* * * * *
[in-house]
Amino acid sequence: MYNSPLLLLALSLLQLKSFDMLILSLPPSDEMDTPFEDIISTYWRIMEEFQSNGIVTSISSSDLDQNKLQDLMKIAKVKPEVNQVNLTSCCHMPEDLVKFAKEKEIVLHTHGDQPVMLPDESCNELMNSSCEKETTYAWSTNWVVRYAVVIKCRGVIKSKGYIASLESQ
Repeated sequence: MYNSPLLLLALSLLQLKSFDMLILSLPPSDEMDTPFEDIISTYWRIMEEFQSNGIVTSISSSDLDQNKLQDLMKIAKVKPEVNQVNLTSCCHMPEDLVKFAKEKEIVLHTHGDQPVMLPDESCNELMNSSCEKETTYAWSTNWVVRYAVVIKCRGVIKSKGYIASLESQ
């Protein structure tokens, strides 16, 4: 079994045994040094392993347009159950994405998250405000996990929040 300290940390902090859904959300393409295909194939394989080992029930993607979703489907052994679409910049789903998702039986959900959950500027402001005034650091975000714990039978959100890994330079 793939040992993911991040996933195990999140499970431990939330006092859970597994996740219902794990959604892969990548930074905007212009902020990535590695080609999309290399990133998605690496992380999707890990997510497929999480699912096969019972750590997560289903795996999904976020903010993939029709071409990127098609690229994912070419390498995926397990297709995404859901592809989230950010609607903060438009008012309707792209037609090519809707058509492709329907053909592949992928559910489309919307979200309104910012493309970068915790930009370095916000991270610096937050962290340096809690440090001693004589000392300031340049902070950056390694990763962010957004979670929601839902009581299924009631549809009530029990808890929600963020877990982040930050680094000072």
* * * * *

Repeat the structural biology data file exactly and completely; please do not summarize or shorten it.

[in-house]
Amino acid sequence: MYNSPLLLLALSLLQLKSFDMLILSLPPSDEMDTPFEDIISTYWRIMEEFQSNGIVTSISSSDLDQNKLQDLMKIAKVKPEVNQVNLTSCCHMPEDLVKFAKEKEIVLHTHGDQPVMLPDESCNELMNSSCEKETTYAWSTNWVVRYAVVIKCRGVIKSKGYIASLESQ
Repeated sequence: MYNSPLLLLALSLLQLKSFDMLILSLPPSDEMDTPFEDIISTYWRIMEEFQSNGIVTSISSSDLDQNKLQDLMKIAKVKPEVNQVNLTSCCHMPEDLVKFAKEKEIVLHTHGDQPVMLPDESCNELMNSSCEKETTYAWSTNWVVRYAVVIKCRGVIKSKGYIASLESQ
């Protein structure tokens, strides 16, 4: 079994045994040094392993347009159950994405998250405000996990929040 300290940390902090859904959300393409295909194939394989080992029930993607979703489907052994679409910049789903998702039986959900959950500027402001005034650091975000714990039978959100890994330079 793939040992993911991040996933195990999140499970431990939330006092859970597994996740219902794990959604892969990548930074905007212009902020990535590695080609999309290399990133998605690496992380999707890990997510497929999480699912096969019972750590997560289903795996999904976020903010993939029709071409990127098609690229994912070419390498995926397990297709995404859901592809989230950010609607903060438009008012309707792209037609090519809707058509492709329907053909592949992928559910489309919307979200309104910012493309970068915790930009370095916000991270610096937050962290340096809690440090001693004589000392300031340049902070950056390694990763962010957004979670929601839902009581299924009631549809009530029990808890929600963020877990982040930050680094000072």